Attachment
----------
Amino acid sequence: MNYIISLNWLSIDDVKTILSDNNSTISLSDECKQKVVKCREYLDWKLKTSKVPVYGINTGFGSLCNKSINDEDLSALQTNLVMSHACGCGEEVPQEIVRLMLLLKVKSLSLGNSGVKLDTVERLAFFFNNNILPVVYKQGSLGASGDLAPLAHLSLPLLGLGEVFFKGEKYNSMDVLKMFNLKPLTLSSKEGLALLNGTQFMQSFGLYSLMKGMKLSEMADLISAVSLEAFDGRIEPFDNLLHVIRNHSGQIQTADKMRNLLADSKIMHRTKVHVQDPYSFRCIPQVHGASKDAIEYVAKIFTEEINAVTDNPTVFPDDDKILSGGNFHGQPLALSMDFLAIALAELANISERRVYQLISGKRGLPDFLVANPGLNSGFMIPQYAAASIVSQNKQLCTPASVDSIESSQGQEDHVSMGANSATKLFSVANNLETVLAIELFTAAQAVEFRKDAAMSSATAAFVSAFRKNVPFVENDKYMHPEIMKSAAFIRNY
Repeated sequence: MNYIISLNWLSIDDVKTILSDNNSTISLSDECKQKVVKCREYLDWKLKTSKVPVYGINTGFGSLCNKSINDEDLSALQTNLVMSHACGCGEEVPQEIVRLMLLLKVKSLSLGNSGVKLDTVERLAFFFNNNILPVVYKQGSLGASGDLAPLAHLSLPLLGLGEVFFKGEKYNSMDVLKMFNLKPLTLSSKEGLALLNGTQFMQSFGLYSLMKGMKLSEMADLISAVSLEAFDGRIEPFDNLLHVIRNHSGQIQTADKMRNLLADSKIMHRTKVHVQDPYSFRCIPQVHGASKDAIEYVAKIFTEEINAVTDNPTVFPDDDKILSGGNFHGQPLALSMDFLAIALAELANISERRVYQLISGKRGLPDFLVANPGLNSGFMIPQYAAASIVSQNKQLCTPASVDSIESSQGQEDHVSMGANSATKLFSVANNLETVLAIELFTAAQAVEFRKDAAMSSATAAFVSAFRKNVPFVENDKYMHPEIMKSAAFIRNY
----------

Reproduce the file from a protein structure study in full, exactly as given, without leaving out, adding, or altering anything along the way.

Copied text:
Amino acid sequence: MNYIISLNWLSIDDVKTILSDNNSTISLSDECKQKVVKCREYLDWKLKTSKVPVYGINTGFGSLCNKSINDEDLSALQTNLVMSHACGCGEEVPQEIVRLMLLLKVKSLSLGNSGVKLDTVERLAFFFNNNILPVVYKQGSLGASGDLAPLAHLSLPLLGLGEVFFKGEKYNSMDVLKMFNLKPLTLSSKEGLALLNGTQFMQSFGLYSLMKGMKLSEMADLISAVSLEAFDGRIEPFDNLLHVIRNHSGQIQTADKMRNLLADSKIMHRTKVHVQDPYSFRCIPQVHGASKDAIEYVAKIFTEEINAVTDNPTVFPDDDKILSGGNFHGQPLALSMDFLAIALAELANISERRVYQLISGKRGLPDFLVANPGLNSGFMIPQYAAASIVSQNKQLCTPASVDSIESSQGQEDHVSMGANSATKLFSVANNLETVLAIELFTAAQAVEFRKDAAMSSATAAFVSAFRKNVPFVENDKYMHPEIMKSAAFIRNY
Repeated sequence: MNYIISLNWLSIDDVKTILSDNNSTISLSDECKQKVVKCREYLDWKLKTSKVPVYGINTGFGSLCNKSINDEDLSALQTNLVMSHACGCGEEVPQEIVRLMLLLKVKSLSLGNSGVKLDTVERLAFFFNNNILPVVYKQGSLGASGDLAPLAHLSLPLLGLGEVFFKGEKYNSMDVLKMFNLKPLTLSSKEGLALLNGTQFMQSFGLYSLMKGMKLSEMADLISAVSLEAFDGRIEPFDNLLHVIRNHSGQIQTADKMRNLLADSKIMHRTKVHVQDPYSFRCIPQVHGASKDAIEYVAKIFTEEINAVTDNPTVFPDDDKILSGGNFHGQPLALSMDFLAIALAELANISERRVYQLISGKRGLPDFLVANPGLNSGFMIPQYAAASIVSQNKQLCTPASVDSIESSQGQEDHVSMGANSATKLFSVANNLETVLAIELFTAAQAVEFRKDAAMSSATAAFVSAFRKNVPFVENDKYMHPEIMKSAAFIRNY